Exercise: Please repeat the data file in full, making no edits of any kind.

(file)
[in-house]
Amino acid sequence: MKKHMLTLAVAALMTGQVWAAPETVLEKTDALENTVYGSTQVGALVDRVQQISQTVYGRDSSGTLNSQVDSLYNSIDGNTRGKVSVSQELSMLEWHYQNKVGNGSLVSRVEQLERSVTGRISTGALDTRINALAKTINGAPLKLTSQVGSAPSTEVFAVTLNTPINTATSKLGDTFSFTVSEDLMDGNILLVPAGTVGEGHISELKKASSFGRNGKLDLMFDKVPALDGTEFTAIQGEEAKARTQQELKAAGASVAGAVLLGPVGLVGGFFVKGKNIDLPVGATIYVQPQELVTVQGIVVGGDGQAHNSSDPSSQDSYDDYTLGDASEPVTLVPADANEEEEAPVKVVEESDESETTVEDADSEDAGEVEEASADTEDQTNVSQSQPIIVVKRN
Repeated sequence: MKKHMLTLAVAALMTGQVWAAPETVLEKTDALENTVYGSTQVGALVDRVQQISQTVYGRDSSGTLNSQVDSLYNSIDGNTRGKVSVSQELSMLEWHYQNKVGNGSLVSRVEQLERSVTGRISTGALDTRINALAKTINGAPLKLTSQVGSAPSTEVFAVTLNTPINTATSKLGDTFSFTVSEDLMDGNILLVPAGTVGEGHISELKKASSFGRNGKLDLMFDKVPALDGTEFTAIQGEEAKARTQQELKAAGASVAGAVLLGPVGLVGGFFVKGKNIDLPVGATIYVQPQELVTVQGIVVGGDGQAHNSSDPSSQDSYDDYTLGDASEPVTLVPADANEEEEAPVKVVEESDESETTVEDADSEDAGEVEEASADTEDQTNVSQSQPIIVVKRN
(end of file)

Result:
[in-house]
Amino acid sequence: MKKHMLTLAVAALMTGQVWAAPETVLEKTDALENTVYGSTQVGALVDRVQQISQTVYGRDSSGTLNSQVDSLYNSIDGNTRGKVSVSQELSMLEWHYQNKVGNGSLVSRVEQLERSVTGRISTGALDTRINALAKTINGAPLKLTSQVGSAPSTEVFAVTLNTPINTATSKLGDTFSFTVSEDLMDGNILLVPAGTVGEGHISELKKASSFGRNGKLDLMFDKVPALDGTEFTAIQGEEAKARTQQELKAAGASVAGAVLLGPVGLVGGFFVKGKNIDLPVGATIYVQPQELVTVQGIVVGGDGQAHNSSDPSSQDSYDDYTLGDASEPVTLVPADANEEEEAPVKVVEESDESETTVEDADSEDAGEVEEASADTEDQTNVSQSQPIIVVKRN
Repeated sequence: MKKHMLTLAVAALMTGQVWAAPETVLEKTDALENTVYGSTQVGALVDRVQQISQTVYGRDSSGTLNSQVDSLYNSIDGNTRGKVSVSQELSMLEWHYQNKVGNGSLVSRVEQLERSVTGRISTGALDTRINALAKTINGAPLKLTSQVGSAPSTEVFAVTLNTPINTATSKLGDTFSFTVSEDLMDGNILLVPAGTVGEGHISELKKASSFGRNGKLDLMFDKVPALDGTEFTAIQGEEAKARTQQELKAAGASVAGAVLLGPVGLVGGFFVKGKNIDLPVGATIYVQPQELVTVQGIVVGGDGQAHNSSDPSSQDSYDDYTLGDASEPVTLVPADANEEEEAPVKVVEESDESETTVEDADSEDAGEVEEASADTEDQTNVSQSQPIIVVKRN